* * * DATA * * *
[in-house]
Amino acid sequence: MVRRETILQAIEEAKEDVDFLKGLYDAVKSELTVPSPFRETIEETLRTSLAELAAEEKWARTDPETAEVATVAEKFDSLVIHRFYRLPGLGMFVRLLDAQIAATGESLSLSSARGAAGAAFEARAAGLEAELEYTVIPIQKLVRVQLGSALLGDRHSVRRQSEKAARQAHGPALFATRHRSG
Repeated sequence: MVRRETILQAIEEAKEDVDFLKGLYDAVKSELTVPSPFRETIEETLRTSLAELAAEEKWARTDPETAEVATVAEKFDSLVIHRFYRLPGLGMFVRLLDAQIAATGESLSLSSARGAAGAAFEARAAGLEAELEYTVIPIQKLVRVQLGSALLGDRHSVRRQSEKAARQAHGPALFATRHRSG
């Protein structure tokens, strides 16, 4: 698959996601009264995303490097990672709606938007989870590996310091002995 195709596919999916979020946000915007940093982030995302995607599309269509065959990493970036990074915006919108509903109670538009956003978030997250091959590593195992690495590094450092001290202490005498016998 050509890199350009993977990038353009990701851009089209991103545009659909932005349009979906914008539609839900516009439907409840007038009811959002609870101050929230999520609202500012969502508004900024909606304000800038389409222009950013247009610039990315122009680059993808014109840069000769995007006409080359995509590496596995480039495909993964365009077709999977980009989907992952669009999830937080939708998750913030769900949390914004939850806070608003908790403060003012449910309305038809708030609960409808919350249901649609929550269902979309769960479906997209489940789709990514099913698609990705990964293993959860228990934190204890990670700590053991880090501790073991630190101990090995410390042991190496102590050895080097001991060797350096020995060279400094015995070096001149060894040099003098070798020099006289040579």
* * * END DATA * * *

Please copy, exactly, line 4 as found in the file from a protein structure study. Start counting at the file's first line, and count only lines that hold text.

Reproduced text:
């Protein structure tokens, strides 16, 4: 698959996601009264995303490097990672709606938007989870590996310091002995 195709596919999916979020946000915007940093982030995302995607599309269509065959990493970036990074915006919108509903109670538009956003978030997250091959590593195992690495590094450092001290202490005498016998 050509890199350009993977990038353009990701851009089209991103545009659909932005349009979906914008539609839900516009439907409840007038009811959002609870101050929230999520609202500012969502508004900024909606304000800038389409222009950013247009610039990315122009680059993808014109840069000769995007006409080359995509590496596995480039495909993964365009077709999977980009989907992952669009999830937080939708998750913030769900949390914004939850806070608003908790403060003012449910309305038809708030609960409808919350249901649609929550269902979309769960479906997209489940789709990514099913698609990705990964293993959860228990934190204890990670700590053991880090501790073991630190101990090995410390042991190496102590050895080097001991060797350096020995060279400094015995070096001149060894040099003098070798020099006289040579």